Ford vs Ferrari
In an era when films around fast cars usually involve epic stunts and a cast full of muscle Ford vs Ferrari did things a little differently. While the heart of the story revolved around the Shelby racing team having two of the greatest character actors of our era, Matt Damon and Christian Bale, acting opposite each other made it an audience’s delight and has rocketed it into Oscar contention.
What is it about playing the Joker that seems to make an actor lift their performance? After great performances in the role by Jack Nicholson and Heath Ledger here Joaquin Phoenix stepped into this origins story and suddenly DC Comics had an Oscar worthy film on its hands… cop that Marvel.
From first time feature director Rodd Rathjen Buoyancy explored the practice of human slavery in a brutal way. Shot almost entirely on the water in Thailand with a very under-experienced leading man this film should have been talked about more often during the awards season. Rathjen is a filmmaker to watch in the future.
Once Upon A Time In Hollywood
When Quentin Tarantino makes a film these days it is not just a release it is a cinematic event. Once again Once Upon A Time In Hollywood showed what a serious filmmaker Tarantino can be as he creatively tells a story around the notorious serial killer Charles Manson. Leonardo DiCaprio and Brad Pitt relished on a script that some thought was a little too talky.
While I wasn’t a fan of HereditaryMidsommar is the film that has really shown me that Ari Aster is a filmmaker that really knows how to hit his mark. Thought-provoking, creative and gruesome, what else do you want from a modern day horror film?
Sorry We Missed You
Nobody makes movies that critique modern day society the same way Ken Loach does. Once again Sorry We Missed You exposes what hundreds of thousands of families go through each day in a way that seems like a time capsule that can make you cry.
A Bigger Jail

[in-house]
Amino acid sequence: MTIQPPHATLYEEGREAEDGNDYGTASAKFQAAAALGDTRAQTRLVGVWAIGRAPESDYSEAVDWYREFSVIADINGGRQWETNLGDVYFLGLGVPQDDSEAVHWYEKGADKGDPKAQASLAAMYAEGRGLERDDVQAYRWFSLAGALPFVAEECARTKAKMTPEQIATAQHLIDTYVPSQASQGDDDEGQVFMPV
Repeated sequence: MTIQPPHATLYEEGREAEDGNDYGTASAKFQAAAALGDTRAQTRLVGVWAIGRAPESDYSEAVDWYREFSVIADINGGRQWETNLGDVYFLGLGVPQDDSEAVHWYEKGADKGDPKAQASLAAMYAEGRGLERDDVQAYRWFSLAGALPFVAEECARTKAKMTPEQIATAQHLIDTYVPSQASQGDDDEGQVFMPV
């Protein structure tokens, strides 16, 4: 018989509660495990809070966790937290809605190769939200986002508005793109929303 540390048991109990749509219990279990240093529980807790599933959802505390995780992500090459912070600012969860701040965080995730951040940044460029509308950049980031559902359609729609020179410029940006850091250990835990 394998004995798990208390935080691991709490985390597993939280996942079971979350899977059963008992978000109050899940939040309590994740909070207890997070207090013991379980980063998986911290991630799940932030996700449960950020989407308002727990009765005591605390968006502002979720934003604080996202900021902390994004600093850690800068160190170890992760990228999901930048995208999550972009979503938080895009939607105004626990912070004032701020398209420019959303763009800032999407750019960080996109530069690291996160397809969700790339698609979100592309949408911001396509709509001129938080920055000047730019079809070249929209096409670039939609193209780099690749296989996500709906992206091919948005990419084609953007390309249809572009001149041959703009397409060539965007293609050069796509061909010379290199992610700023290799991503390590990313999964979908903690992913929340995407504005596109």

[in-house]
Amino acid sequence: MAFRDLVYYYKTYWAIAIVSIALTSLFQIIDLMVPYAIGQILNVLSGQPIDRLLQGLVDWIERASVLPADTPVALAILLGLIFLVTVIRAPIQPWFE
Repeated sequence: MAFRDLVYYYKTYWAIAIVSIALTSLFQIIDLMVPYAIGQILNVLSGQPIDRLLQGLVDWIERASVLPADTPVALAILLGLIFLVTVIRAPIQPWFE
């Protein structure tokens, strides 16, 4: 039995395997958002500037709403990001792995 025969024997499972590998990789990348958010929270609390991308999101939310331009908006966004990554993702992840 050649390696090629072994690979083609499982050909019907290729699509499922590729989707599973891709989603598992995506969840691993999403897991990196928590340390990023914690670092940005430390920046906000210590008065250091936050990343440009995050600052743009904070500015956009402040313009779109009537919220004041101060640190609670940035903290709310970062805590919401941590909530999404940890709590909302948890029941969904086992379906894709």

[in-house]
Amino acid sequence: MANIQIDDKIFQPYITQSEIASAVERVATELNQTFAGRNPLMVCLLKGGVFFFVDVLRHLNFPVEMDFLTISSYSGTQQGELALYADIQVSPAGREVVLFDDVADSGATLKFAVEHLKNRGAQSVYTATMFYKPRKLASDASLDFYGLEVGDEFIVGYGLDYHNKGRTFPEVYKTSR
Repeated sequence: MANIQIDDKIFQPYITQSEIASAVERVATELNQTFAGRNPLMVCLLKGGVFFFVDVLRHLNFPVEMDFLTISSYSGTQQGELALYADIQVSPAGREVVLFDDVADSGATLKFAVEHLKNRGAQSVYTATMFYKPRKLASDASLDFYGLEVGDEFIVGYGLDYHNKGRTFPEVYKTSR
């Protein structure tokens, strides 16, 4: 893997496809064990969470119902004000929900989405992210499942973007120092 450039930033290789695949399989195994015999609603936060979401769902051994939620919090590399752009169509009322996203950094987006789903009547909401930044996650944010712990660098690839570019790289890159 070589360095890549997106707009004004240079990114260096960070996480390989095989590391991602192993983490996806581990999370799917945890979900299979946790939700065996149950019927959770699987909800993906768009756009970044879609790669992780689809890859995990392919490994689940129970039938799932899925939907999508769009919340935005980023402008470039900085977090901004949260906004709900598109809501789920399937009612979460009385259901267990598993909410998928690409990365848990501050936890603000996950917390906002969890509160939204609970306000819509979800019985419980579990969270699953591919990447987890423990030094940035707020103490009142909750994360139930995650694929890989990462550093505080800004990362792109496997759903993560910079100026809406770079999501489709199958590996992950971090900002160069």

Brand new film from Australian director/screenwriter Matthew Victor Pastor telling the parallel story of a man living in a cuckhold relationship and a man who has recently been released from prison trying to fit into society. This is the film that should make Pastor a household name in Australian filmmaking circles.
Blinded By The Light
An amazing film that mixed drama and comedy as it told the story of a young refugee coming to grips with living in Thatcher’s England. Uses the music of Bruce Springsteen as a back-drop this is one of the big surprises of 2019 and shows that Viveik Kalra is a young actor to watch.
Melanie Laurent continues to show that she is a filmmaker on the rise with the gritty crime drama Galveston. There is no way to pick where there movie is headed and it is only made better by a script that allows Ben Foster and Elle Fanning to put on two of the best acting performances of the year.
Jonah Hill makes his feature film directional debut with a film that Larry Clarke would have been happy with. Edgy and really captures the 90s… certainly show that Hill maybe someone to watch as a filmmaker in the future.
Largely overlooked in Australia The Public saw one of the best acting/directing performances from recent years with Emilio Estevez delivering pure perfection. The films biting commentary on homelessness certainly made its audience sit up and take notice.
Jo Jo Rabbit
You can’t do a comedy film about the Hitler Youth, right? Wrong. Director Taika Waititi returns to form with a film that will make you laugh and then make you cry. Sam Rockwell once again steals the show.
Another Australian film that is perhaps unlucky not to be higher up on my list. Heart-breaking and acting packed the film captures one of India’s darkest days with an amazing acting performance from Dev Patel.
A Good Woman Is Hard To Find
Great British crime thriller from director Abner Pastoll. Very reminiscent of the gangster fills of the 1980s. Has cult film written all over it and has a brilliant performance from Sarah Bolger who deserves to be a star.
Brilliant Netflix drama about a couple going through a divorce. Brilliant screenplay and brilliant performances by Adam Driver and Scarlett Johansson. Could it be enough to get Driver an Oscar nomination?
One of the very few comedies to be released this year that actually had heart. Instant Family knew when to be funny and knew when to be touching.